Housing

Emma Jacobs

Paris's Ongoing Struggle to Shelter Migrants

Mayor Anne Hidalgo announced plans last May for a triage point to orient people more quickly into the French social system and eliminate informal encampments from city streets.

Rebecca Cook/Reuters

Is Detroit Really Making a Comeback?

Though it is back from the brink of bankruptcy, the city’s reality isn’t as rosy as the popular narrative suggests.

Photos
AP

The Cities That Have Risen From Ruins

Whether they’ve been leveled by wars or earthquakes, cities don’t tend to stay wastelands forever.

Maxim Shemetov/Reuters

What Squatting Can Teach Us About Wasted Space

In an era of extreme housing precariousness, a new book looks at the history of a radical alternative.

Panoramic Interests

To House the Homeless, Berkeley Considers Stackable 'Microunits'

The city wants to erect a tower made of stacked, prefab 160-square-foot apartments.

(AP Photo/Jim Wells)

The Meaning of Blight

A word that was originally about plant diseases became “infused with racial and ethnic prejudice” when it moved to the city.

Dream Empire/Courtesy of David Borenstein

I Was a White Guy for Rent in a Chinese Ghost City

A filmmaker shares his experience in the once-lucrative business of hiring foreigners to lure homebuyers in China’s building boom.

Library of Congress

Lessons From the 'Sanctuary Cities' of the Slavery Era

Before the Civil War, Northern states opted out of enforcing the Fugitive Slave Act—and the Supreme Court backed them up.

Maria Danilova/AP

What Could Reverse D.C'.s Intense School Segregation?

Not more charter schools, says the author of a new UCLA Civil Rights Project report: School choice is only exacerbating the effects of the city’s extreme housing segregation.

Martin Abegglen/flickr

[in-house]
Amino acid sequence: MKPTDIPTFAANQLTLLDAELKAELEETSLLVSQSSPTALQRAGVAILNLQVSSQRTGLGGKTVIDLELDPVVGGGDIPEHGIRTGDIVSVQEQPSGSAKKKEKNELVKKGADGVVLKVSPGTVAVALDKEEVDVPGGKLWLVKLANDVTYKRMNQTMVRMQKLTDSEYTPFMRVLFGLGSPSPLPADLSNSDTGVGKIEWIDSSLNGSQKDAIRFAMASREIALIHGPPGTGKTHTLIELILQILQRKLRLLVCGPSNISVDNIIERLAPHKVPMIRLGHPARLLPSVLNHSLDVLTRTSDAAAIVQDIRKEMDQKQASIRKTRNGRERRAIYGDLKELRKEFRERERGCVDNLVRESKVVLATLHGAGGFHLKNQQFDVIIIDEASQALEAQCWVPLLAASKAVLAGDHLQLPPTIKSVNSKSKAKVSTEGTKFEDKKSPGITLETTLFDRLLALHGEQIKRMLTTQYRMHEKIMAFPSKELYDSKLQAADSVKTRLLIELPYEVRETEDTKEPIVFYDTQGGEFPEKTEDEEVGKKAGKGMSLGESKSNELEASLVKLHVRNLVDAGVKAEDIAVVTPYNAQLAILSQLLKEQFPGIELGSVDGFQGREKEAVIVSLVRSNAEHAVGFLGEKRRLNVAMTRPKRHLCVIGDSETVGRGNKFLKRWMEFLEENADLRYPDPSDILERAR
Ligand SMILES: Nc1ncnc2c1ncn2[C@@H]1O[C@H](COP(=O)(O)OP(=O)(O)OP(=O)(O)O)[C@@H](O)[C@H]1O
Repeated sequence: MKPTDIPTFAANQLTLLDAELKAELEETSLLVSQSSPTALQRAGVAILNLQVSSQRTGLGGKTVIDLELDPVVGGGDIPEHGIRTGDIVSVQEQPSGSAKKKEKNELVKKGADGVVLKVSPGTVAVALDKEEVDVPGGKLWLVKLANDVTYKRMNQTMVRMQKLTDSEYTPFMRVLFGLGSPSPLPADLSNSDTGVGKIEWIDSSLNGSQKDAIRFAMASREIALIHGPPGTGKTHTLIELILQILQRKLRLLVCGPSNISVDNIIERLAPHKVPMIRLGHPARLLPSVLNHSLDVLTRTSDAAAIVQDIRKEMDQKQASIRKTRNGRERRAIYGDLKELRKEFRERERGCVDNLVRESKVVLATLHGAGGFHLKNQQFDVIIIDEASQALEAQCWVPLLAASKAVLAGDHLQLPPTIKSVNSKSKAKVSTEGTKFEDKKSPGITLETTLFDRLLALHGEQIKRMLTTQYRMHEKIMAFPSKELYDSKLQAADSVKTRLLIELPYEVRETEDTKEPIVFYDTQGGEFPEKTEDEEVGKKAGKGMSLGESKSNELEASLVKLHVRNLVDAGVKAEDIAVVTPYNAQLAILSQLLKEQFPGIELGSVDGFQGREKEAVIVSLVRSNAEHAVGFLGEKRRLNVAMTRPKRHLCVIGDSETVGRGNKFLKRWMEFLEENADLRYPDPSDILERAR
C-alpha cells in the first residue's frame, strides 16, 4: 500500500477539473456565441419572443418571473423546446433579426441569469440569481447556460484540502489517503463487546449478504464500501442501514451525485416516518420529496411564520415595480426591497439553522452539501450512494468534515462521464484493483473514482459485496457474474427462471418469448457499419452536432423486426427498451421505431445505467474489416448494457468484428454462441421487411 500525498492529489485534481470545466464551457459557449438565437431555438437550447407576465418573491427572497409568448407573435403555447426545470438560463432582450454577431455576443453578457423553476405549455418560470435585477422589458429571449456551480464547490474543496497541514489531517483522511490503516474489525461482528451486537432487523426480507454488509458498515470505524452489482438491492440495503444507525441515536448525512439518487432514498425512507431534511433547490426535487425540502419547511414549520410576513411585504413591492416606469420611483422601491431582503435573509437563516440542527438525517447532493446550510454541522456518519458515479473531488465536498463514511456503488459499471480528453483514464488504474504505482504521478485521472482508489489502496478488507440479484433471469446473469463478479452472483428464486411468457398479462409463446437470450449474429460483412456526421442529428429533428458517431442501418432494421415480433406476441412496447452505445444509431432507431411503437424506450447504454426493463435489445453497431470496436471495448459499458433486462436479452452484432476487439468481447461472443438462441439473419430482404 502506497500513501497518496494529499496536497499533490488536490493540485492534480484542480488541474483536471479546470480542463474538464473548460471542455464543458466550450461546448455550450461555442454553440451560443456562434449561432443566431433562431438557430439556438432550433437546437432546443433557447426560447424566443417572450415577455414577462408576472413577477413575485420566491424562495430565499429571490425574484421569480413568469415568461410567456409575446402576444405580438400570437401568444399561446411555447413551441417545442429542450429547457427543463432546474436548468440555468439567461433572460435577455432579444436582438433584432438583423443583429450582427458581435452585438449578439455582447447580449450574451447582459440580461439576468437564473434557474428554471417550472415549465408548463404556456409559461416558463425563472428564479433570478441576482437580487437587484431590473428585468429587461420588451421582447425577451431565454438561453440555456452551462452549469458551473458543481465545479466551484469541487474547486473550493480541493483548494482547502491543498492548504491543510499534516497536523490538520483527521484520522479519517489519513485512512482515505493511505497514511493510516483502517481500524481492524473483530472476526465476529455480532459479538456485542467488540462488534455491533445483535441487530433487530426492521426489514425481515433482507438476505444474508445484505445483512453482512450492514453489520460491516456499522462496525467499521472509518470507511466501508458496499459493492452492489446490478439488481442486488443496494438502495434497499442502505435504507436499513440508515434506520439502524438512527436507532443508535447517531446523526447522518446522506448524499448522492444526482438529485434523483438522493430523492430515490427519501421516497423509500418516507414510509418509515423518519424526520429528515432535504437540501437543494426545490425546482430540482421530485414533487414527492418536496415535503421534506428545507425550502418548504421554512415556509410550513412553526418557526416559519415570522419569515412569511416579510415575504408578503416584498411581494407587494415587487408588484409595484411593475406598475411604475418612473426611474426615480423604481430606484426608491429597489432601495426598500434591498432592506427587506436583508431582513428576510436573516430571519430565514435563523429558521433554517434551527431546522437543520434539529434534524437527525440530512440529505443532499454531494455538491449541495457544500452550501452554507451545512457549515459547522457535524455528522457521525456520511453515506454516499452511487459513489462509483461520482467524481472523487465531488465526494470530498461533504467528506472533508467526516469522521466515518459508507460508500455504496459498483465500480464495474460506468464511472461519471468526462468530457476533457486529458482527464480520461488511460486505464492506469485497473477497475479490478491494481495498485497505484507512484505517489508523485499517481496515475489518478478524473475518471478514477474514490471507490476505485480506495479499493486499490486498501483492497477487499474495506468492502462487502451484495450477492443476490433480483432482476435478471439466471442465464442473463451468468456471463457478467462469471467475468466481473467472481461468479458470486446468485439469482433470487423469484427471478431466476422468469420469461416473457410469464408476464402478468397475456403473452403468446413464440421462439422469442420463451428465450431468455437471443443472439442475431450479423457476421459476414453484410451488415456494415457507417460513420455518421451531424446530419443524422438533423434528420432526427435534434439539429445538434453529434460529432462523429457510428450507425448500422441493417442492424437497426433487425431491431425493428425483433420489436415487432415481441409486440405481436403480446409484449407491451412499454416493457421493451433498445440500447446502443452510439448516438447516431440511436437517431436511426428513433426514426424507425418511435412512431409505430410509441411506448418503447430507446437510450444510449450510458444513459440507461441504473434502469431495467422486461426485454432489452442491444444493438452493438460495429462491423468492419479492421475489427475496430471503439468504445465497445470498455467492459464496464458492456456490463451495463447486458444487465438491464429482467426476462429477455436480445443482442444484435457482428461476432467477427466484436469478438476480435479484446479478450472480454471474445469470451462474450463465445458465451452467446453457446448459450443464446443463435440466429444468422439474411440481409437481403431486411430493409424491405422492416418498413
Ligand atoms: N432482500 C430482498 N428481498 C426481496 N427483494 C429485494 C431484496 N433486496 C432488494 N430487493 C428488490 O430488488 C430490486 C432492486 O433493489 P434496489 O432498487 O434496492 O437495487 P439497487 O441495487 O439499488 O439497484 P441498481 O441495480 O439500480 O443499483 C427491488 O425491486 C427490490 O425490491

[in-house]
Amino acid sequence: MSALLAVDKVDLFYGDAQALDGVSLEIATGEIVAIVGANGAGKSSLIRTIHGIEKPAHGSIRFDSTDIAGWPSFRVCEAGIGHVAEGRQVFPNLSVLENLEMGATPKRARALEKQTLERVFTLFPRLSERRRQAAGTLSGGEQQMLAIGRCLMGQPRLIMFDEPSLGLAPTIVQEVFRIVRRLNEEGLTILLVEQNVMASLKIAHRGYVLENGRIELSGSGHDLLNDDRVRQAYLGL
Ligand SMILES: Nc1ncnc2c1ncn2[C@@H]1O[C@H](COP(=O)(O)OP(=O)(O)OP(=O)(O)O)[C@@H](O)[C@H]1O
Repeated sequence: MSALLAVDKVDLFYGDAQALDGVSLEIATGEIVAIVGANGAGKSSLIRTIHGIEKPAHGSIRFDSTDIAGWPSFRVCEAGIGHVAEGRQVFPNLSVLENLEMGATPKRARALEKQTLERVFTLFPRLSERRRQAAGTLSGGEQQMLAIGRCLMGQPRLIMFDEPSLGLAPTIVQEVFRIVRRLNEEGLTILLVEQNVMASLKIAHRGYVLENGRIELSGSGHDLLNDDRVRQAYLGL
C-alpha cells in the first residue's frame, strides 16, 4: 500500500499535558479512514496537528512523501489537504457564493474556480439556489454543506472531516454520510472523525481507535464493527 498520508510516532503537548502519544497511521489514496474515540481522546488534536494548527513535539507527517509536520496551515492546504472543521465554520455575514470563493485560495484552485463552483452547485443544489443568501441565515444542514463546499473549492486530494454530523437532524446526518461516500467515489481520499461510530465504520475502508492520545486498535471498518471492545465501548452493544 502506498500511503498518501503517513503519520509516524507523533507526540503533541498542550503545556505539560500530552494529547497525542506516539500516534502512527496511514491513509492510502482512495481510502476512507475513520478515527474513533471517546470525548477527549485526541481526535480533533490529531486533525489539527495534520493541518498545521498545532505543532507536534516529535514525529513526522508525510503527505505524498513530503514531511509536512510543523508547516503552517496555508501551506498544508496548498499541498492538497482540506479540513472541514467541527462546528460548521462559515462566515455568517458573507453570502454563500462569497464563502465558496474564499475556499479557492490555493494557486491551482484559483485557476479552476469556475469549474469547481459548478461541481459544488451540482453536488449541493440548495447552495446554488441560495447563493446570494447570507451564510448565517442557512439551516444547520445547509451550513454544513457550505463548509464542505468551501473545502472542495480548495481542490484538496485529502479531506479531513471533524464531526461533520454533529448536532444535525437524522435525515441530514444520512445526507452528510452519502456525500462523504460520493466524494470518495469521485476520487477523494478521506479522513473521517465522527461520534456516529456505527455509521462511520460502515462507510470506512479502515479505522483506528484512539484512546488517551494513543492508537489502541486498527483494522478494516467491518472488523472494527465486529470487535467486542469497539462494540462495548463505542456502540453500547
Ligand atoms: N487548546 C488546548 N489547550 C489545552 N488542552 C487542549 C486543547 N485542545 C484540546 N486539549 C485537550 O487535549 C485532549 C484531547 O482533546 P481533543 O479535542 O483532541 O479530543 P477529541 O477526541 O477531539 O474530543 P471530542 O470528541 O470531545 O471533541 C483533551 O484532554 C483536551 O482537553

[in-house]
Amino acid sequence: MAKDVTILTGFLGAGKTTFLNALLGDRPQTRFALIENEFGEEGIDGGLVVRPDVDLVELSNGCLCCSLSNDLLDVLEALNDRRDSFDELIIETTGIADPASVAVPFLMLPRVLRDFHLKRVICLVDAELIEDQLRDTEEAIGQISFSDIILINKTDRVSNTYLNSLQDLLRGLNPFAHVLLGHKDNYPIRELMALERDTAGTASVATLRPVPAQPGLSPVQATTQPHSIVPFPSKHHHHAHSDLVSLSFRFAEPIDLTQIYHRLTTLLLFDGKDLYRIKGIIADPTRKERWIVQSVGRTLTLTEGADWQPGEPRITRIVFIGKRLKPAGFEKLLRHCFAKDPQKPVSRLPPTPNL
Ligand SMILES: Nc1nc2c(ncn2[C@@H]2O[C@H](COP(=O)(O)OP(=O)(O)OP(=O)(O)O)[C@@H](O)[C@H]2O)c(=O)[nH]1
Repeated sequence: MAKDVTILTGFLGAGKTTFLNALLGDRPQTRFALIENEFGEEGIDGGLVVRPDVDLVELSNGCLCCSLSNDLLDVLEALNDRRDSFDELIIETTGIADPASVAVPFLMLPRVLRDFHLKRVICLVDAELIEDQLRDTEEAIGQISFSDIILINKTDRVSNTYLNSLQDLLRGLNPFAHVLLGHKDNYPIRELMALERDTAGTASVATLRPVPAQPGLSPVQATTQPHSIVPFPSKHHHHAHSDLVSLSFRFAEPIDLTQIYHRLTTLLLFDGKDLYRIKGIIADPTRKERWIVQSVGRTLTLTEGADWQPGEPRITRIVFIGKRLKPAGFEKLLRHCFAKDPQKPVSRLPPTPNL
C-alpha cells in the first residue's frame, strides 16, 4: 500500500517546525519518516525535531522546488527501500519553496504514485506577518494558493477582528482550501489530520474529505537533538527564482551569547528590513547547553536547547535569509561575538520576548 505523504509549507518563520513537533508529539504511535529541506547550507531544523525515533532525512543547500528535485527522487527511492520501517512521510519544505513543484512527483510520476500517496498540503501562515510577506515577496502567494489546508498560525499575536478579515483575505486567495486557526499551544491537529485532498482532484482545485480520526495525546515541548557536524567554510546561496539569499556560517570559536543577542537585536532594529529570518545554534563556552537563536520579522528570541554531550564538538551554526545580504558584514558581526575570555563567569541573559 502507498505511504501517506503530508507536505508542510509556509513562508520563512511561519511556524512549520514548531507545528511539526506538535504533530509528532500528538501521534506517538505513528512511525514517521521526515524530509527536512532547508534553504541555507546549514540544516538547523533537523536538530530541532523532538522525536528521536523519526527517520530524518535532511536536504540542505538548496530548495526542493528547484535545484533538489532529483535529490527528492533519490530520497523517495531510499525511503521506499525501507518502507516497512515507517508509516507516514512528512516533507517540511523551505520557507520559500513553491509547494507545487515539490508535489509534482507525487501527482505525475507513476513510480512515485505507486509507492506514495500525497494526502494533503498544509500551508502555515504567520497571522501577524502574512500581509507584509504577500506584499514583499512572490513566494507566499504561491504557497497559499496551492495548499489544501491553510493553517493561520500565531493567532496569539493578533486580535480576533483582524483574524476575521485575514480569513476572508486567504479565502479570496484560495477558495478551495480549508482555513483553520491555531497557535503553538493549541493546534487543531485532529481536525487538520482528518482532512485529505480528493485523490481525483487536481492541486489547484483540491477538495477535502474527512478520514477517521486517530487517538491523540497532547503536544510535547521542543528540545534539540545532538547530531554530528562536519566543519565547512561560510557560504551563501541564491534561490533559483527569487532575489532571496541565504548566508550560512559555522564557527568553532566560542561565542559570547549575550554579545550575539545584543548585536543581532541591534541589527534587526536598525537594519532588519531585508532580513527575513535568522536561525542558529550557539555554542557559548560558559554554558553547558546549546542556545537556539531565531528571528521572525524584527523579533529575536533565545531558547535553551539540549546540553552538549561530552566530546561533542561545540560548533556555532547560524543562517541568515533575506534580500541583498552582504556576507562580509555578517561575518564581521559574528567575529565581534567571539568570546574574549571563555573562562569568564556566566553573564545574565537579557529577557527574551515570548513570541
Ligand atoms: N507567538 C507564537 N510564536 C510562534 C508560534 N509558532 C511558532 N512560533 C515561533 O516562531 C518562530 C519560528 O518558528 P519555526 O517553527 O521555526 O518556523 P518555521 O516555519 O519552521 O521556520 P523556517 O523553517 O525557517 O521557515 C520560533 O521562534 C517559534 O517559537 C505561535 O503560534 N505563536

In Germany's Priciest Cities, Renters Should Finally Get Some Relief

After climbing sharply for years, housing costs are guaranteed to drop in Berlin, according to a new report.

Terrence Hector

Imagining a World of Massive Cities That Crawl Across the Earth

An architect dreamed up these hulking biostructures that humans exploit for energy.

Jim Young/Reuters

Welcome to the 'Great Divergence'

Before 1980, places in America with lower average incomes grew faster than their richer counterparts, so that incomes converged. Today, that’s no longer the case.

Facebook/Tishaura Jones

Understanding a St. Louis Mayoral Candidate's Viral Takedown of a Local Newspaper

Just in case you have any questions about Tishaura Jones’s letter slamming the St. Louis Post-Dispatch’s editorial board, CityLab has you covered.

Wisconsin Historical Society/Courtesy of Yale University Press

The Wastelands of Urban Renewal

Through large-scale demolition and clearance, American urban renewal waged a war on perceived waste—and created a new tide of it.

Joseph Pisenti/Real Life Lore

Could the Human Race Fit in a Single City?

How about a single building?

CityFixer
Alessandro Bianchi/Reuters

Venice Fights Back

The world's most beautiful city has never been more threatened. But a passionate movement of locals is determined to keep it alive.

Robert Galbraith/REUTERS

San Francisco Is So Expensive Even Renters Can Be NIMBYs

Rent anxiety and fears of displacement fuel support for obstructing market-rate housing in pricey cities.

Navigator
Courtesy of GrokHome

What It's Really Like to Live in a 'Dorm for Adults'

I live in a “hacker house,” but I’m not a tech bro. Here’s why it’s not so crazy to share a home with 17 roommates.

Rick Wilking/Reuters

The Building Code Profession Is Dying Out, and That's a Problem

Many of the officials who check construction plans and inspect buildings for safety are on the cusp of retirement—and they’re not being replaced.